On July 20, Mr S Jaishankar, Minister of External Affairs, affirmed at a virtual conference that India would not be joining any alliance in the future. This announcement came as a surprise when there were expectations of India gradually joining the US camp, as its standoff against China continued. Thus, speculation concerning Indian strategy to limit an assertive and aggressive China have resurfaced again.

Although the Minister has not said so, it can be inferred that India will limit and counter-balance China through an informal alliance. This inference is for the following reasons: 1. Key takeaways from the event’s discussion 2. Costs of a formal alliance and 3. A Probability of similar strategy being propagated by the US. The first takeaway from the discussion is with the significance of Nonalignment (NAM).

The Minister remarked that India had surpassed the era of NAM that was designed for a particular time and geopolitical landscape.

This was crucial for a bipolar and a post-war world, where postcolonial states could prevail out of cold war politics and stay neutral to attract cooperation and development from both the worlds.

But, in the current multipolar world the erstwhile colonies have undergone tremendous change, wherein most of their issues related to development and poverty have become a concern for domestic policies.

Besides, these states have also become significant actors at the international and regional level, safeguarding and extending their national interests. To this end, given its context and aspirations in the region and the globe, a policy of neutrality is not an appropriate and effective strategy for India, as China continues to adapt salami-slicing tactics and questions India’s status quo in the Indian Ocean and South Asia.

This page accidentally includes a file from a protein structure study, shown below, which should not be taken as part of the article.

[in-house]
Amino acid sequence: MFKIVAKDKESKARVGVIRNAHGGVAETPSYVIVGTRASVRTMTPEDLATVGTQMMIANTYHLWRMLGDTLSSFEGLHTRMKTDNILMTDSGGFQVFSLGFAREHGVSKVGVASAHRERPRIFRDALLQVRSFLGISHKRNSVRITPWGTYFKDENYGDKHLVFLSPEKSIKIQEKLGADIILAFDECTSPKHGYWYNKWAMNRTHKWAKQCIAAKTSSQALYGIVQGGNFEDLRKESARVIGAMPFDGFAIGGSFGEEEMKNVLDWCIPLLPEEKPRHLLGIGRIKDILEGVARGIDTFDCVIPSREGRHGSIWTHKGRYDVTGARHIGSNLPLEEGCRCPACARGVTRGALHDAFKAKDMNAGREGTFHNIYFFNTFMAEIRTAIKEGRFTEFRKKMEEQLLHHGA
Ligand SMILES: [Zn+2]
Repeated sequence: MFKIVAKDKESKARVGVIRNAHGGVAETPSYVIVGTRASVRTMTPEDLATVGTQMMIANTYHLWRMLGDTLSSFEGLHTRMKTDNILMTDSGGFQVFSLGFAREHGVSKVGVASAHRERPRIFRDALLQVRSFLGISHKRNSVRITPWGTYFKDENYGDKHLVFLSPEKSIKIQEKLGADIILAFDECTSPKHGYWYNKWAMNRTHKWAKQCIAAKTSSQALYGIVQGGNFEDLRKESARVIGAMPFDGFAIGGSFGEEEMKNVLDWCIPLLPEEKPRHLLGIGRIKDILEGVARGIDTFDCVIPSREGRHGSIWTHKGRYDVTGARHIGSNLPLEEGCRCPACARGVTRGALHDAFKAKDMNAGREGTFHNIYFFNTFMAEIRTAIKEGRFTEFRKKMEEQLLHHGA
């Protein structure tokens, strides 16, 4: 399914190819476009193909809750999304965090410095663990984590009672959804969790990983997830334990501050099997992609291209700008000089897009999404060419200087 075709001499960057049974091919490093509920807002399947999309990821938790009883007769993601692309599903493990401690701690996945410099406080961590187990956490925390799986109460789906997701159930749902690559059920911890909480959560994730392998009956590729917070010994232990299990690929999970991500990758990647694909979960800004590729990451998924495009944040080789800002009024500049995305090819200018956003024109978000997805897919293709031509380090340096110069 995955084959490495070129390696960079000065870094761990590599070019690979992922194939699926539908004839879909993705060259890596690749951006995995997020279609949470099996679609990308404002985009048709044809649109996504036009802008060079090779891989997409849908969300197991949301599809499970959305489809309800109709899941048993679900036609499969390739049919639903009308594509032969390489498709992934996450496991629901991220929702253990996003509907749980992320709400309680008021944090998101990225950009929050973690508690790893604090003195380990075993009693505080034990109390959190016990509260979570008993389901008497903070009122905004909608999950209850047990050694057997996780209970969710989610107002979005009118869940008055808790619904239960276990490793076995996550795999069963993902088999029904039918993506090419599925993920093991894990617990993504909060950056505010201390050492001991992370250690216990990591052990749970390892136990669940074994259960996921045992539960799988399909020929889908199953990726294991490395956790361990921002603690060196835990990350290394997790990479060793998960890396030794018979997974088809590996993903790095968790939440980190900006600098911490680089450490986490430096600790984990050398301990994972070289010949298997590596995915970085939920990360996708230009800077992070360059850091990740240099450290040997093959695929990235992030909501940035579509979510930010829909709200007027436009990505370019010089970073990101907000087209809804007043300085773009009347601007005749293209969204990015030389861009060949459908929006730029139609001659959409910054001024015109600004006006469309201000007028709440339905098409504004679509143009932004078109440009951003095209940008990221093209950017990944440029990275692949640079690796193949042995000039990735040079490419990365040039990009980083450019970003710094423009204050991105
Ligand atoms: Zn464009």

The second takeaway is concerned with the autonomy and independence of Indian foreign policy. Despite NAM triggering several debates of counterfactual history with the questions of “what if India had joined the US camp”? or “What if India was not part of the NAM”?, it still enjoys consensus over its role in shaping independence and autonomy of Indian foreign policy. Moreover, this legacy as Mr Jaishankar emphasised will be continued by India.

Since independence India has maintained autonomy in its foreign policy formulation, considering its national interests, civilisational and colonial history. Consequently, India has always opted to stay out of alliances.

By practising non-alignment, India can make its calculations and decisions based on national interests and capabilities, without any external pressure.

Meaning, India will have various policy options at its disposal considering its diplomatic, domestic and military capabilities.

It can either choose to internally balance against China by developing its military capabilities or externally balance by enhancing cooperation and coordination with other regional or global players. Or simply choose to negotiate, cooperate, or escalate and deescalate with China based on its interests and capabilities.

The third takeaway is that India should be articulating its national interests better and be willing to take risks. Mr Jaishankar emphasised that India is not as weak as it was in its early decades of independence. It has been a prominent player in recognising and solving contemporary international issues such as climate change and terrorism. So to enhance its global leverage, India has to exploit the international opportunities with risks, confidence and better articulation of national interests.